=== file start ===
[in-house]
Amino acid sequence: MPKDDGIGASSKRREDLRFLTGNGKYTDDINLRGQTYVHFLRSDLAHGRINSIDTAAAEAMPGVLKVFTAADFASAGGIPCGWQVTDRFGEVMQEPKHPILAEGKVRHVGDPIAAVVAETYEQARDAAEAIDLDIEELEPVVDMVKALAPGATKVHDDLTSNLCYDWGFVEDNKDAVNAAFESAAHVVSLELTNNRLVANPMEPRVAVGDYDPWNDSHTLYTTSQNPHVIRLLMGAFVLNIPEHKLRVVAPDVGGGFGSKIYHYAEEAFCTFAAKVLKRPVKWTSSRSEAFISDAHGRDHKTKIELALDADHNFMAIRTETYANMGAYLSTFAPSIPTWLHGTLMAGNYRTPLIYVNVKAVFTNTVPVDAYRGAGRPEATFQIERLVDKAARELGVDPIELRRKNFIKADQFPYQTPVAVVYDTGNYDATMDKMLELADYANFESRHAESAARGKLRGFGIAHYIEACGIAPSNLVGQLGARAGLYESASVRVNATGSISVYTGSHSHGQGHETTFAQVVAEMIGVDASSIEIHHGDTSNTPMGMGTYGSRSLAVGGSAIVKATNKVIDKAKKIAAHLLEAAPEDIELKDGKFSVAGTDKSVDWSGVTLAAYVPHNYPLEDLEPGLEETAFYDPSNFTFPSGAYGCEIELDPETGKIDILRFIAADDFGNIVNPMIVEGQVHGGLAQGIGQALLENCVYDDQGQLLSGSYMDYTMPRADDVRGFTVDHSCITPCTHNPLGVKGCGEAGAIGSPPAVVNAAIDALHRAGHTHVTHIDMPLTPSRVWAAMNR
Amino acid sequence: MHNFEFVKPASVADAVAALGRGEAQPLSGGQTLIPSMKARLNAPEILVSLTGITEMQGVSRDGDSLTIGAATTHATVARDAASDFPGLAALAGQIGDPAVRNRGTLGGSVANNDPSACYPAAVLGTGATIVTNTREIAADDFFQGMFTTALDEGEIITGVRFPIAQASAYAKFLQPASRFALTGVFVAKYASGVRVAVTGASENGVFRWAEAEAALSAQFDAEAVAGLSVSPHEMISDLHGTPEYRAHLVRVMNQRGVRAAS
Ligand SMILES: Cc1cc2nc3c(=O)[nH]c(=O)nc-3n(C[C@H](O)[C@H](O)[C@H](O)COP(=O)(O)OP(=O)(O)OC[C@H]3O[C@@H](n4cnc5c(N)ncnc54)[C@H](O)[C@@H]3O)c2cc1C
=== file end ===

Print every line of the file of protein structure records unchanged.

[in-house]
Amino acid sequence: MPKDDGIGASSKRREDLRFLTGNGKYTDDINLRGQTYVHFLRSDLAHGRINSIDTAAAEAMPGVLKVFTAADFASAGGIPCGWQVTDRFGEVMQEPKHPILAEGKVRHVGDPIAAVVAETYEQARDAAEAIDLDIEELEPVVDMVKALAPGATKVHDDLTSNLCYDWGFVEDNKDAVNAAFESAAHVVSLELTNNRLVANPMEPRVAVGDYDPWNDSHTLYTTSQNPHVIRLLMGAFVLNIPEHKLRVVAPDVGGGFGSKIYHYAEEAFCTFAAKVLKRPVKWTSSRSEAFISDAHGRDHKTKIELALDADHNFMAIRTETYANMGAYLSTFAPSIPTWLHGTLMAGNYRTPLIYVNVKAVFTNTVPVDAYRGAGRPEATFQIERLVDKAARELGVDPIELRRKNFIKADQFPYQTPVAVVYDTGNYDATMDKMLELADYANFESRHAESAARGKLRGFGIAHYIEACGIAPSNLVGQLGARAGLYESASVRVNATGSISVYTGSHSHGQGHETTFAQVVAEMIGVDASSIEIHHGDTSNTPMGMGTYGSRSLAVGGSAIVKATNKVIDKAKKIAAHLLEAAPEDIELKDGKFSVAGTDKSVDWSGVTLAAYVPHNYPLEDLEPGLEETAFYDPSNFTFPSGAYGCEIELDPETGKIDILRFIAADDFGNIVNPMIVEGQVHGGLAQGIGQALLENCVYDDQGQLLSGSYMDYTMPRADDVRGFTVDHSCITPCTHNPLGVKGCGEAGAIGSPPAVVNAAIDALHRAGHTHVTHIDMPLTPSRVWAAMNR
Amino acid sequence: MHNFEFVKPASVADAVAALGRGEAQPLSGGQTLIPSMKARLNAPEILVSLTGITEMQGVSRDGDSLTIGAATTHATVARDAASDFPGLAALAGQIGDPAVRNRGTLGGSVANNDPSACYPAAVLGTGATIVTNTREIAADDFFQGMFTTALDEGEIITGVRFPIAQASAYAKFLQPASRFALTGVFVAKYASGVRVAVTGASENGVFRWAEAEAALSAQFDAEAVAGLSVSPHEMISDLHGTPEYRAHLVRVMNQRGVRAAS
Ligand SMILES: Cc1cc2nc3c(=O)[nH]c(=O)nc-3n(C[C@H](O)[C@H](O)[C@H](O)COP(=O)(O)OP(=O)(O)OC[C@H]3O[C@@H](n4cnc5c(N)ncnc54)[C@H](O)[C@@H]3O)c2cc1C